In March 2020, Kampf et al. (2020a) reviewed data on the persistence of all coronaviruses, including the emerging SARS-CoV-1 and MERS, as well as veterinary coronaviruses. Based on the analysis of 22 studies, it was concluded that human coronaviruses such as SARS-CoV-1, MERS, and endemic human coronaviruses, could persist on inanimate surfaces such as metals, glass or plastic for up to 9 days, but they might be efficiently inactivated by surface disinfection procedures.
Although no specific data were available for SARS-CoV-2, the authors suggested that similar effects against this novel coronavirus might be expected. The first published experimental results on the surface stability of SARS-CoV-2 – compared with SARS-CoV-1 – correspond to van Doremalen et al. (2020), whose data consisted of 10 experiments involving both coronaviruses in five environmental conditions: plastic, stainless steel, copper, and cardboard, plus aerosols, which were also included. SARS-CoV-2 was more stable on plastic and stainless steel (estimated median half-life of this coronavirus was approximately 5.6 h on stainless steel and 6.8 h on plastic) than on copper (1 h) and cardboard (3 h).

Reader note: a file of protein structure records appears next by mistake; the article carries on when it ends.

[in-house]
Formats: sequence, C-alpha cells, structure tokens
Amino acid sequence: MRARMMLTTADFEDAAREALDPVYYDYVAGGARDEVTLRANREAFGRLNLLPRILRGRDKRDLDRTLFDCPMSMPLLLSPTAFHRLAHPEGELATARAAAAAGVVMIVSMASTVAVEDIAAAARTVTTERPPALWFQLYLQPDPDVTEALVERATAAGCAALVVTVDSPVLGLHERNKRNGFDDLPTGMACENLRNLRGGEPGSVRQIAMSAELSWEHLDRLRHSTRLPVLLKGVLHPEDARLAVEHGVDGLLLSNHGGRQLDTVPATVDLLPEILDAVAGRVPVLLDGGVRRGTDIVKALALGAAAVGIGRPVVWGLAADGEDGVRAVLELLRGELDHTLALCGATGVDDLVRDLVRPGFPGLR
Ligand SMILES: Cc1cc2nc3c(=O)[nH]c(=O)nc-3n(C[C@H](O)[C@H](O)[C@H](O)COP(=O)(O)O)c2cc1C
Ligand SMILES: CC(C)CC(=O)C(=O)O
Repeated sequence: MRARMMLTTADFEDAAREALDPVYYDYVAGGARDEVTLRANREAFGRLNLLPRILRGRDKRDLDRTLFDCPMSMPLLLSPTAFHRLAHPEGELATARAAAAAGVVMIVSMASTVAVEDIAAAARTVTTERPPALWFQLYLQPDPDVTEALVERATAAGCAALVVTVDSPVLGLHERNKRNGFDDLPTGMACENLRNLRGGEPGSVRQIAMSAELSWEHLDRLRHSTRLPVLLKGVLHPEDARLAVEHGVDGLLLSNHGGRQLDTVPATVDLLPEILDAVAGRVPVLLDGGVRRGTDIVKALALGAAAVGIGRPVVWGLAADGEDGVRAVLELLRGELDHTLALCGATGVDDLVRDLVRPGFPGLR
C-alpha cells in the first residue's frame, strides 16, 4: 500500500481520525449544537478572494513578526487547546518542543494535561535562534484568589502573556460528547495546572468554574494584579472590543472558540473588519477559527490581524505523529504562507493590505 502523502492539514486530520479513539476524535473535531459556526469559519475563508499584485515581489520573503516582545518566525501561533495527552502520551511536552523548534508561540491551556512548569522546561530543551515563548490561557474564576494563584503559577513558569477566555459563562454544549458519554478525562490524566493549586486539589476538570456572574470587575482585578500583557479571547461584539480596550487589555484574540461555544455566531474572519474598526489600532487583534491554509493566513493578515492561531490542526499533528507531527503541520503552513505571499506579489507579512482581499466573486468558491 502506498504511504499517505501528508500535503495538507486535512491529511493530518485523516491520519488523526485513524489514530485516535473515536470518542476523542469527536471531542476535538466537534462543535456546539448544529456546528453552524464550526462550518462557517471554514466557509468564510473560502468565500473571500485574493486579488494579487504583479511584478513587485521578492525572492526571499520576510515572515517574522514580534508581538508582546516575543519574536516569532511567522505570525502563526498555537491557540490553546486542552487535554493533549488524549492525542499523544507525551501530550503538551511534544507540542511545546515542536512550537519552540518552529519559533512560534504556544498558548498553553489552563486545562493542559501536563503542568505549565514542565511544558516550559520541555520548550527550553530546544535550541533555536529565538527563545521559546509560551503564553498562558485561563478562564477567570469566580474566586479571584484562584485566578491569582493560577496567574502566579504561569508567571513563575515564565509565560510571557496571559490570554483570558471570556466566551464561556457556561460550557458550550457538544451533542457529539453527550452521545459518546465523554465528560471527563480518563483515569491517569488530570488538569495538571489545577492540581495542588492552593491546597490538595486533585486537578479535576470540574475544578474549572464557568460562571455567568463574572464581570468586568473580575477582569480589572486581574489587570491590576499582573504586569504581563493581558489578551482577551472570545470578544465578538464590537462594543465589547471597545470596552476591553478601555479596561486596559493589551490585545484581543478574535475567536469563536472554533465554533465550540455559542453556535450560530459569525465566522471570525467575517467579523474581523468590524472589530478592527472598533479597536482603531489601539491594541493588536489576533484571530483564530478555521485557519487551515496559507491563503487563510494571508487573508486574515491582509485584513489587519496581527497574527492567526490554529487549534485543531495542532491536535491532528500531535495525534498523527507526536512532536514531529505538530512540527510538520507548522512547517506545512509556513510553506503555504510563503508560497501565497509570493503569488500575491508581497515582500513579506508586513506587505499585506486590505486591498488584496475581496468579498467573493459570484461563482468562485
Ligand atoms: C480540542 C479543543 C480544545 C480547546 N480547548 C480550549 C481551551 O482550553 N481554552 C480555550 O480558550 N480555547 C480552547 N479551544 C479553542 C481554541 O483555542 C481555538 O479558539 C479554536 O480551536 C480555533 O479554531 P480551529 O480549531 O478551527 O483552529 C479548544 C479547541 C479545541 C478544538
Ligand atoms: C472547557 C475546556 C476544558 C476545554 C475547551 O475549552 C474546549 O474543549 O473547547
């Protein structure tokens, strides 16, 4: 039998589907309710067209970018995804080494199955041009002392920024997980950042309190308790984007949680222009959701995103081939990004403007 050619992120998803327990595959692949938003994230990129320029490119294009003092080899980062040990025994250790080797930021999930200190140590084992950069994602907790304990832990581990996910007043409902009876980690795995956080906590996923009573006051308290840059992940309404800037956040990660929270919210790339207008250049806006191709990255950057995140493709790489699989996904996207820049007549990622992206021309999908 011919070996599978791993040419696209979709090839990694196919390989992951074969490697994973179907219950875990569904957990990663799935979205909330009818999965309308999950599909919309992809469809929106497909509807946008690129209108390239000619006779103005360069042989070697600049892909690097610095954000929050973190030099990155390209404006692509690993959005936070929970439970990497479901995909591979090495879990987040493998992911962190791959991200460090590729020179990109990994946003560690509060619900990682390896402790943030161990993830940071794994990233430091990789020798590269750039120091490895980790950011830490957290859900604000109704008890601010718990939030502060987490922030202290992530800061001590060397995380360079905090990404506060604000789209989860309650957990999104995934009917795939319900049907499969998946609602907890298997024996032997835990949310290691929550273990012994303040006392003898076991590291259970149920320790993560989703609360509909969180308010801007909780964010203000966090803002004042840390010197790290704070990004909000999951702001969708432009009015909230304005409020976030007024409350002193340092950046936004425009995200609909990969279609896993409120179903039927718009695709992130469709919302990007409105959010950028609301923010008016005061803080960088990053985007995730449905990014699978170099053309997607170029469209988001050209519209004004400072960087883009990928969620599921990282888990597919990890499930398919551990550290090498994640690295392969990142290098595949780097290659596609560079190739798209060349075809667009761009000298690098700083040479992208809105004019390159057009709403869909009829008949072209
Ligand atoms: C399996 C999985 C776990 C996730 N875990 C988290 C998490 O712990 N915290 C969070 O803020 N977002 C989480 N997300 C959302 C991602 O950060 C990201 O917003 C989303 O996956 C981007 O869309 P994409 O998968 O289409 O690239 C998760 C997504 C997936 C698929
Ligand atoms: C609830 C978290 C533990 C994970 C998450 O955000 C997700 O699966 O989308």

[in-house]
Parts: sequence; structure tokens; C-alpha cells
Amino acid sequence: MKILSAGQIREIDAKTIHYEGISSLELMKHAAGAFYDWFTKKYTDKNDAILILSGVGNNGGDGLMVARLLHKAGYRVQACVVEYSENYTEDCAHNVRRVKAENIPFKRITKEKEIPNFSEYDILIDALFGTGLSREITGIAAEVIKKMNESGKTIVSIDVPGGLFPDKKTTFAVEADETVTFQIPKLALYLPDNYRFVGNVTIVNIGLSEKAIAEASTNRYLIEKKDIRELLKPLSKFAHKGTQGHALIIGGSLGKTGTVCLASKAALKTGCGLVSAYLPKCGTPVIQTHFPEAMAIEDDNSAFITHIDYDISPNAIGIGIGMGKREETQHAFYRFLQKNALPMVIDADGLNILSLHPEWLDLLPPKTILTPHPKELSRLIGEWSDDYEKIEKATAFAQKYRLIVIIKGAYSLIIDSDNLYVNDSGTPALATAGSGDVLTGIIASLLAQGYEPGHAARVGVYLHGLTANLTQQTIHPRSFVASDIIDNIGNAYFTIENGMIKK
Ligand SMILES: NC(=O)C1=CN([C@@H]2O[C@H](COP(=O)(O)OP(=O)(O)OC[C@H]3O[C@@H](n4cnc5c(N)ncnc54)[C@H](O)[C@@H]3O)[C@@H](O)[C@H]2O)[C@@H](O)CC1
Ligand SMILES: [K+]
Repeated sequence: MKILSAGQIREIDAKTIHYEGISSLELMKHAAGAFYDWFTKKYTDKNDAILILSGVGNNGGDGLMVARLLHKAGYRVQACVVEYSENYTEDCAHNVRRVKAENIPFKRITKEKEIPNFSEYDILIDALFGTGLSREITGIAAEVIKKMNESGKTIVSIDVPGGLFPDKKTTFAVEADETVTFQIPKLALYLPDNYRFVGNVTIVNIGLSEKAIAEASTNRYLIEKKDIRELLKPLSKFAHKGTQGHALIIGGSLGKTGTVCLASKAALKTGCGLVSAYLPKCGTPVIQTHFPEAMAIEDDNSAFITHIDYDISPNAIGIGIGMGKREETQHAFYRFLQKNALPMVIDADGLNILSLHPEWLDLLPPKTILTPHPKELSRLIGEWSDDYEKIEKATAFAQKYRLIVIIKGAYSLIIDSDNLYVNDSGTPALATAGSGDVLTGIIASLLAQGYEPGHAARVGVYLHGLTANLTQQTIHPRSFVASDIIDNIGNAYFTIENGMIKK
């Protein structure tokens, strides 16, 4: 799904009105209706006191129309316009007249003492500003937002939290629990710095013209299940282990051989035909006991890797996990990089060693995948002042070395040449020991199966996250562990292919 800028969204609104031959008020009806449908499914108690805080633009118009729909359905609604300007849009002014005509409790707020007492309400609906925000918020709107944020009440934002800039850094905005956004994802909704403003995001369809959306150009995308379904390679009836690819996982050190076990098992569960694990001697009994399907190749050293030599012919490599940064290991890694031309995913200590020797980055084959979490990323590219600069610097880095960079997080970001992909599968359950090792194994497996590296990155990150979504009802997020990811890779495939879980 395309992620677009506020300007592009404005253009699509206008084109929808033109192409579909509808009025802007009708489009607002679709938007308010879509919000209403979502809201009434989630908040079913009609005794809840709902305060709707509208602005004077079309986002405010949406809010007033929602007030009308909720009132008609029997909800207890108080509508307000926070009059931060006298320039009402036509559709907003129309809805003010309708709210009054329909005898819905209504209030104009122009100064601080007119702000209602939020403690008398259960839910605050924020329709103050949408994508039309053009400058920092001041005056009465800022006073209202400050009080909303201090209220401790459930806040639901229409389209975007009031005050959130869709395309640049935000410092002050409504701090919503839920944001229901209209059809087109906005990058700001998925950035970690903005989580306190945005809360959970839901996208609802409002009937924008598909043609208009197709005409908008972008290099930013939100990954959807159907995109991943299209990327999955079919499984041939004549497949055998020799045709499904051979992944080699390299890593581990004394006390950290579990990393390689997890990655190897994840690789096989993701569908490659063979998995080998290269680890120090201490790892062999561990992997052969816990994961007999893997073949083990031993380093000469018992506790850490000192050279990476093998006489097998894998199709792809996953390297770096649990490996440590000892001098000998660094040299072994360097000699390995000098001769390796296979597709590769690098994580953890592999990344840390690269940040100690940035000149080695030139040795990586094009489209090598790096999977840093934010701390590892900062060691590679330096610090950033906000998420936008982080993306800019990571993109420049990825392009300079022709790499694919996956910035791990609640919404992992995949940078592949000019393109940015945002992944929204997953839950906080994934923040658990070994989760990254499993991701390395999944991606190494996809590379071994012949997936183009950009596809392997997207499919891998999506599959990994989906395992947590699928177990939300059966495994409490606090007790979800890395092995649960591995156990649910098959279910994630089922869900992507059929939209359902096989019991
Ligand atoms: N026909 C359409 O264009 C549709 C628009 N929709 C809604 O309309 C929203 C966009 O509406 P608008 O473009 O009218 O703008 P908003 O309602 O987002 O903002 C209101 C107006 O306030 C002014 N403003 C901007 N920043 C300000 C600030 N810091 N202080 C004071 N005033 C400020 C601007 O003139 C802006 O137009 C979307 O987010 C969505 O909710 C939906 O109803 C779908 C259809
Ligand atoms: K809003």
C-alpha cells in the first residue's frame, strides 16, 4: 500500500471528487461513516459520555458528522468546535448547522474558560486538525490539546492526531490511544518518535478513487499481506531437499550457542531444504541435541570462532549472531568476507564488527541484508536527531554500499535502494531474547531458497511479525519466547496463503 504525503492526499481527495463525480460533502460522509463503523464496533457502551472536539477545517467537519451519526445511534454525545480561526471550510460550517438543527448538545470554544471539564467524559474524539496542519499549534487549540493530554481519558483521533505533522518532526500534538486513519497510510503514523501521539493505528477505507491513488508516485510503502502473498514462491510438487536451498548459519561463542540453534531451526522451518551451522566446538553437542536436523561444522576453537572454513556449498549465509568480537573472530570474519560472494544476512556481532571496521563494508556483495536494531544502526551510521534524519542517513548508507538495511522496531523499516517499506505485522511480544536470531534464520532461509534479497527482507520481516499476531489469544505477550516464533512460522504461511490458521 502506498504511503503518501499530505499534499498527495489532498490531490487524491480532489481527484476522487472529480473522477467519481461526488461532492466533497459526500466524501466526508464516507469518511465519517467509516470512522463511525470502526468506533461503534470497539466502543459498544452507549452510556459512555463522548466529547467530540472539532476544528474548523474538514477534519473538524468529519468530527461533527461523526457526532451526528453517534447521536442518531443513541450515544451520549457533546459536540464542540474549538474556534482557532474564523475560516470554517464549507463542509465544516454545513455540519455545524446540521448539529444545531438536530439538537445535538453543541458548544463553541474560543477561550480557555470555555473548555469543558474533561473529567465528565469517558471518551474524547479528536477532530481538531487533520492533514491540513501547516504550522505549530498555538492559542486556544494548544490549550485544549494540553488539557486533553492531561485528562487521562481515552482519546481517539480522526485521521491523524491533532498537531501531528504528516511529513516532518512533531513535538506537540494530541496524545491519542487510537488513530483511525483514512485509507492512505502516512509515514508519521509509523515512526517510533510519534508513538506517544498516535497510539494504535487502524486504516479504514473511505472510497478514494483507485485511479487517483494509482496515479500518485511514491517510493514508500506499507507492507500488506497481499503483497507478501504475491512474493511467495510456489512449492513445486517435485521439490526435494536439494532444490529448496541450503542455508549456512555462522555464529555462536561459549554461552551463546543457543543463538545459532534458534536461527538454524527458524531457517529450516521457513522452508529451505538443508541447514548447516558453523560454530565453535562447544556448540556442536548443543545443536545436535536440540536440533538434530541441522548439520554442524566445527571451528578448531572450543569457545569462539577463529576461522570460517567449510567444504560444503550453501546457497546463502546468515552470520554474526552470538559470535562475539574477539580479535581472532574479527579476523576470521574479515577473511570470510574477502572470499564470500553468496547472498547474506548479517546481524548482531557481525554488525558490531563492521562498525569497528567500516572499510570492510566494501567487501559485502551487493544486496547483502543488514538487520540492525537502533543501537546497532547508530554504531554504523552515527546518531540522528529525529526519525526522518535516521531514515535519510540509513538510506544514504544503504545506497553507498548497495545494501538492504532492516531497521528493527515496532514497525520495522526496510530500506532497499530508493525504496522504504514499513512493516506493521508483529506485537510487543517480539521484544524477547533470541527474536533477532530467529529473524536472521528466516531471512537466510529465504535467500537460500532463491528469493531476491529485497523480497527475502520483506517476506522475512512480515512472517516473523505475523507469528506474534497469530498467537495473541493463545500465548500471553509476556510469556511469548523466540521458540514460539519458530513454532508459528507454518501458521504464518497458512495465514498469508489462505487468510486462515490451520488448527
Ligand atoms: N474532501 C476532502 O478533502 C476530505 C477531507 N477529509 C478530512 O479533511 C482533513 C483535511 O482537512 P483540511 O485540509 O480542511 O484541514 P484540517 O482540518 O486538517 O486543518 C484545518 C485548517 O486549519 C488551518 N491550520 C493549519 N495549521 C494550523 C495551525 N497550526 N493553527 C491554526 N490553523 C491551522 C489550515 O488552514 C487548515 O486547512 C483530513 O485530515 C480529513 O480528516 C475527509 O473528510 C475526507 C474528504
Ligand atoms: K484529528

Viable virus was detected up to 72 h after application to these surfaces. The stability of SARS-CoV-2 was similar to that of SARS-CoV-1 under the experimental conditions tested.
The conclusion was that fomite transmission of SARS-CoV-2 is certainly plausible. In turn, Ren et al. (2020) corroborated that the majority of viruses from the respiratory tract, such as coronaviruses, influenza, SARS-CoV-1, or rhinovirus, could persist on inanimate surfaces for a few days. It was noted that absorbent materials like cotton were safer than unabsorbent materials for protection from virus infection, while the risk of transmission via touching contaminated paper was low. Anyhow, because of the lack of information when that review was published, the authors recommended using preventive strategies such as washing hands and wearing masks for containing COVID-19.